Site Vs. Detached Condos

By: Stephanie Diana Wilson

Site Condos have always been a tricky subject particularly regarding USDA and FHA loans. However, conventional guidelines have changed recently providing lenders more clarity on the difference between a Site Condo and a Detached Condo. And before it is asked yes this post is an extension to last week’s topic post on “It Is Not a Condo It’s a Townhouse”. Much like the confusion between Planned Unit Developments or PUDs and the various styles of condo units the style of detached condos which look a lot like a detached PUD within a sub division can look a lot like a Single-Family Home or SFR.

Now before we start on this journey our normal CYOB moment. As a reminder guidelines change frequently and we are talking about guidelines posted online at the time of writing this article. If you have more in-depth questions be sure to contact your local mortgage loan officer or underwriting professional. Now that’s out of the way let us move on back to the topic at hand.

The issue becomes when the title shows that your subject unit is in fact a condo in a condo project is it detached or not. Normally an appraisal will show pictures but; I must admit sometimes it is hard to tell in the pictures. So, my advice to underwriters is never be afraid to ask the appraiser to verify if your subject unit is 100% detached. Once it has been defined as both condo and if it is attached or detached the next big question to ask is if the unit is a detached unit in a project of detached units or is this a detached unit in a project that has both attached and detached units?

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Then we move on to trying to define if the unit is a site condo or a detached condo. Now Fannie Mae (FNMA) has made a list of defining factors that a site condo must meet. This info can be foud on the FNMA guidelines dated 3/28/17 at https://www.fanniemae.com/content/guide/sel032817.pdf on page 763.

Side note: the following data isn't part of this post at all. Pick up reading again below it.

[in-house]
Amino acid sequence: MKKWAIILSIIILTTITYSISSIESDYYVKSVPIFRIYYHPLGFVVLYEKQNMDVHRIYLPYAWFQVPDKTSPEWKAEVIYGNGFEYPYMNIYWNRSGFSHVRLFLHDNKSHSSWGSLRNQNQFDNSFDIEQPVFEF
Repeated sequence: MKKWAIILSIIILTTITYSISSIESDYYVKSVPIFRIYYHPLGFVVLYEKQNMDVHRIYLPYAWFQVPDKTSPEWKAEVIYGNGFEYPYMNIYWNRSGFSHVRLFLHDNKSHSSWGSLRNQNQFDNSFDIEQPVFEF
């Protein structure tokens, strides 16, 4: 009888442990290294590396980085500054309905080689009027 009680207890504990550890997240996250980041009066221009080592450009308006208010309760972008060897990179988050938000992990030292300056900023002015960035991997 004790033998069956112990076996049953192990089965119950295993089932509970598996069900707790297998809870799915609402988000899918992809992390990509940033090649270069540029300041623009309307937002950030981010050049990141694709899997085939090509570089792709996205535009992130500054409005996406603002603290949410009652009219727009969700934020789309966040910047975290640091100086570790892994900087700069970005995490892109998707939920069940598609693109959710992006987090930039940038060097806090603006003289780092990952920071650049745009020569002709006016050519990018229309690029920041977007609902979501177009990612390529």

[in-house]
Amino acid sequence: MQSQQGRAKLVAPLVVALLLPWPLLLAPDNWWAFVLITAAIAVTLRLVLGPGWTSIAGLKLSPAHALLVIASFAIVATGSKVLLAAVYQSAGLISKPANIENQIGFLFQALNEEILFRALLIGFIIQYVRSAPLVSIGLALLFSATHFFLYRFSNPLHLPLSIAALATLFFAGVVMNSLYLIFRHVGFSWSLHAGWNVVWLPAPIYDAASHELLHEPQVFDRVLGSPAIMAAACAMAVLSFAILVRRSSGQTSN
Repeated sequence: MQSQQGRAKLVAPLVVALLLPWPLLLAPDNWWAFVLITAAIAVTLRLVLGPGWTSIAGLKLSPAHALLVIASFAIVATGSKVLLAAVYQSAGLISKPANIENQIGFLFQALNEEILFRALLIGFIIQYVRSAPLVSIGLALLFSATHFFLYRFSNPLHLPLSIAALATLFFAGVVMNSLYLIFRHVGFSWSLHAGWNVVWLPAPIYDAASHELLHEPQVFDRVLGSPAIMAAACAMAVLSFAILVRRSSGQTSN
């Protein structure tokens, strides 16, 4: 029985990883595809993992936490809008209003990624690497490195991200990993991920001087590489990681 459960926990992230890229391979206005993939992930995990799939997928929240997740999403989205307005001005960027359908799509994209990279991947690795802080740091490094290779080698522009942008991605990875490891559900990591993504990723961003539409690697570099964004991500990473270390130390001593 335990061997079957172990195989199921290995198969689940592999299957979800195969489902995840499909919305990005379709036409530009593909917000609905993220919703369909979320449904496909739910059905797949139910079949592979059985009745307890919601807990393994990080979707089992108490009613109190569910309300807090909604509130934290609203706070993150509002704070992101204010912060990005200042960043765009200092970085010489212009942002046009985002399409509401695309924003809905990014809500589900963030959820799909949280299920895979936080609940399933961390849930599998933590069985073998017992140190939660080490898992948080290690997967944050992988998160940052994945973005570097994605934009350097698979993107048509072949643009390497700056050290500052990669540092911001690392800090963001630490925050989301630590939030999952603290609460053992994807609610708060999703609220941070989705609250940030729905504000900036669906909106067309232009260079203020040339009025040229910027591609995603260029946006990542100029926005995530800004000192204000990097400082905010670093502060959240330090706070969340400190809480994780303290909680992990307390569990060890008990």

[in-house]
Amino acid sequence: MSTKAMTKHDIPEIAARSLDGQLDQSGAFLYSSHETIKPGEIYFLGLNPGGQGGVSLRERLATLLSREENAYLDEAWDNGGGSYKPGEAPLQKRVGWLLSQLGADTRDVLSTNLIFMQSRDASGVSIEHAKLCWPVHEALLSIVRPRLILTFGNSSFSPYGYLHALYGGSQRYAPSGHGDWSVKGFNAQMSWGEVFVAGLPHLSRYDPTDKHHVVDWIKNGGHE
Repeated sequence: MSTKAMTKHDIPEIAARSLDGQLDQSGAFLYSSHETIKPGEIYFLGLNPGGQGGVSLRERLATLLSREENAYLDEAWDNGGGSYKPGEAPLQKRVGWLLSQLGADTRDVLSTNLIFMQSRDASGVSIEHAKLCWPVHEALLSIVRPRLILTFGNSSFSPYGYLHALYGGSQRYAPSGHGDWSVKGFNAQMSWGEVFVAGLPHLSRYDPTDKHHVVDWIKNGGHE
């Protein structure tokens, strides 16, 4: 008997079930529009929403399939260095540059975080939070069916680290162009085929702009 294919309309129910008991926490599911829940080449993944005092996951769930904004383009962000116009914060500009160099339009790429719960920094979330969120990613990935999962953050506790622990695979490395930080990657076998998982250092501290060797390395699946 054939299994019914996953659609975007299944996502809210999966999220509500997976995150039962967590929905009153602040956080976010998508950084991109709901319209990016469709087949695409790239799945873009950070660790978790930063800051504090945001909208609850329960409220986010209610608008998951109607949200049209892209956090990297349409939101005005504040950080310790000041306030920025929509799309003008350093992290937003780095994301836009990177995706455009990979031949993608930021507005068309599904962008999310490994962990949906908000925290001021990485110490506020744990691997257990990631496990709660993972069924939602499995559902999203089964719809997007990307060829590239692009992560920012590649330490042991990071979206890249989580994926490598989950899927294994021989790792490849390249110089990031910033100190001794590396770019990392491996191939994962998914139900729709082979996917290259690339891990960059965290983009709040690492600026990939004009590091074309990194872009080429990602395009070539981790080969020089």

Site Condo Definition A site condo is a detached condo unit in a condo project that meets all of the following:

• Project consists of all single-family detached units where the unit owners own the land and the improvements on the land.

• Project has minimal common elements, which may include project signage and limited undeveloped green space.

• Project does not own any common amenities including, but not limited to, swimming pool, fitness or recreational facility, playground, laundry facility, or clubhouse.

• Project does not own or have responsibility for maintaining its own infrastructure such as roads, street signage, electricity, water and sewage, snow removal, or garbage disposal.

• Project has minimal or no involvement with a homeowners’ association, including no or little

dues; no special assessments; and no road, amenity, or common element maintenance.

• Unit owners are required, per the condo legal documents, to carry their own individual hazard and other applicable insurance coverage, which may include flood and liability insurance. – (Fannie Mae seller guide dated 3/28/17)

Now part of the reason that the defining the difference between a detached condo and a site condo is because they are underwritten differently. Detached condos that do not meet all the above noted items to be defined as a site condo are underwritten as a condo through limited review. Detached condos per the current guidelines do not limit the ability to do detached units based on Loan To Value ratios or LTV. Which we have discussed in other articles. So, regardless of the LTV detached condos are currently underwritten as a limited review.

Now much like a PUD site condos do not require condo review process. Also, like a PUD a site condo is underwritten like an SFR. However, the current guidelines require that lenders must verify more info. Page 764 of the Fannie Mae guidelines updated 3/28/17 found online at https://www.fanniemae.com/content/guide/sel032817.pdf reads:

For site condos that meet all the criteria listed above, a project review is not required. Instead, lenders must confirm the following requirements are met:

• The project follows Fannie Mae’s requirements for priority of common expense assessments;

• The project is following Fannie Mae’s requirements for projects located on land zoned as legal, non-conforming land use; and

• The appraisal, completed using either Form 1004 or Form 1073, must confirm the local market treats units in such a project as comparable to owning a unit in a single-family detached housing development that has not been organized as a condo.

Hopefully this info has helped you. Remember sharing is caring so share the article. Also, you can find me on twitter at @sdgwwgds and on facebook just search condo land blog. If you have questions or topics you would like address send us a message or comment at facebook or twitter.

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